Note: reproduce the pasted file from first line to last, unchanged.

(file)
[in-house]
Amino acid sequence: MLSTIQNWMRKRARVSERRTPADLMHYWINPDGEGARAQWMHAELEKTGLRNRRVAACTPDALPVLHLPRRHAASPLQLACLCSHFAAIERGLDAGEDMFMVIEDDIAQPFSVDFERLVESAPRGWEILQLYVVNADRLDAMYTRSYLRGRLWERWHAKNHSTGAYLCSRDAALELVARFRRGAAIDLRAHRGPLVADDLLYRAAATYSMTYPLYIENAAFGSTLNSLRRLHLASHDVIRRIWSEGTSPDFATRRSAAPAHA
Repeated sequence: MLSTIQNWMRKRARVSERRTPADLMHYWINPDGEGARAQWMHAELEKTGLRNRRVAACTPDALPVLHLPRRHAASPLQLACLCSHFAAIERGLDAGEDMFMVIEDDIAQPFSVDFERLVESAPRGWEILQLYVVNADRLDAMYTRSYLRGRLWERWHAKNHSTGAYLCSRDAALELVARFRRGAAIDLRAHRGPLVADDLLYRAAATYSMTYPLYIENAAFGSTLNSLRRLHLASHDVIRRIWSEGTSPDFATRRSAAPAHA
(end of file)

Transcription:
[in-house]
Amino acid sequence: MLSTIQNWMRKRARVSERRTPADLMHYWINPDGEGARAQWMHAELEKTGLRNRRVAACTPDALPVLHLPRRHAASPLQLACLCSHFAAIERGLDAGEDMFMVIEDDIAQPFSVDFERLVESAPRGWEILQLYVVNADRLDAMYTRSYLRGRLWERWHAKNHSTGAYLCSRDAALELVARFRRGAAIDLRAHRGPLVADDLLYRAAATYSMTYPLYIENAAFGSTLNSLRRLHLASHDVIRRIWSEGTSPDFATRRSAAPAHA
Repeated sequence: MLSTIQNWMRKRARVSERRTPADLMHYWINPDGEGARAQWMHAELEKTGLRNRRVAACTPDALPVLHLPRRHAASPLQLACLCSHFAAIERGLDAGEDMFMVIEDDIAQPFSVDFERLVESAPRGWEILQLYVVNADRLDAMYTRSYLRGRLWERWHAKNHSTGAYLCSRDAALELVARFRRGAAIDLRAHRGPLVADDLLYRAAATYSMTYPLYIENAAFGSTLNSLRRLHLASHDVIRRIWSEGTSPDFATRRSAAPAHA